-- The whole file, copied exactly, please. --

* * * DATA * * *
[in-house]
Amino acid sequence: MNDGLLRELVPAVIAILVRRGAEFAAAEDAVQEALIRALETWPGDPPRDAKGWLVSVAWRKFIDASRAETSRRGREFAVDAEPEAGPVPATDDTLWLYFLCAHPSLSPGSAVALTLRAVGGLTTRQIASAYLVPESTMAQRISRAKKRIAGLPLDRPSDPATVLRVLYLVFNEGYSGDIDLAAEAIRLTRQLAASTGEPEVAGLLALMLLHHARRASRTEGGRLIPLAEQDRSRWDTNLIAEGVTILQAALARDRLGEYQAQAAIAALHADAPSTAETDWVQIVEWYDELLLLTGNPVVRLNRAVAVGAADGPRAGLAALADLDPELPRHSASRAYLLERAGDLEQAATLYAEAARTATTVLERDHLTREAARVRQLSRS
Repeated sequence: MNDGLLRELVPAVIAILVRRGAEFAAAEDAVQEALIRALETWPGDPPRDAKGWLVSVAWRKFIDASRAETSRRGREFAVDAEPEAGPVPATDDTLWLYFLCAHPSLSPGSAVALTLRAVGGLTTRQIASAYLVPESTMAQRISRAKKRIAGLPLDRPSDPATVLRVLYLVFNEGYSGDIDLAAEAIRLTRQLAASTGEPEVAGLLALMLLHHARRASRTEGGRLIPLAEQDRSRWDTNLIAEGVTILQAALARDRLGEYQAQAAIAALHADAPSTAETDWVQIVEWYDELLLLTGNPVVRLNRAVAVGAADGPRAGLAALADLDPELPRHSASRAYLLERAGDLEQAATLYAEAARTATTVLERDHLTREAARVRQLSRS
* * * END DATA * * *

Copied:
[in-house]
Amino acid sequence: MNDGLLRELVPAVIAILVRRGAEFAAAEDAVQEALIRALETWPGDPPRDAKGWLVSVAWRKFIDASRAETSRRGREFAVDAEPEAGPVPATDDTLWLYFLCAHPSLSPGSAVALTLRAVGGLTTRQIASAYLVPESTMAQRISRAKKRIAGLPLDRPSDPATVLRVLYLVFNEGYSGDIDLAAEAIRLTRQLAASTGEPEVAGLLALMLLHHARRASRTEGGRLIPLAEQDRSRWDTNLIAEGVTILQAALARDRLGEYQAQAAIAALHADAPSTAETDWVQIVEWYDELLLLTGNPVVRLNRAVAVGAADGPRAGLAALADLDPELPRHSASRAYLLERAGDLEQAATLYAEAARTATTVLERDHLTREAARVRQLSRS
Repeated sequence: MNDGLLRELVPAVIAILVRRGAEFAAAEDAVQEALIRALETWPGDPPRDAKGWLVSVAWRKFIDASRAETSRRGREFAVDAEPEAGPVPATDDTLWLYFLCAHPSLSPGSAVALTLRAVGGLTTRQIASAYLVPESTMAQRISRAKKRIAGLPLDRPSDPATVLRVLYLVFNEGYSGDIDLAAEAIRLTRQLAASTGEPEVAGLLALMLLHHARRASRTEGGRLIPLAEQDRSRWDTNLIAEGVTILQAALARDRLGEYQAQAAIAALHADAPSTAETDWVQIVEWYDELLLLTGNPVVRLNRAVAVGAADGPRAGLAALADLDPELPRHSASRAYLLERAGDLEQAATLYAEAARTATTVLERDHLTREAARVRQLSRS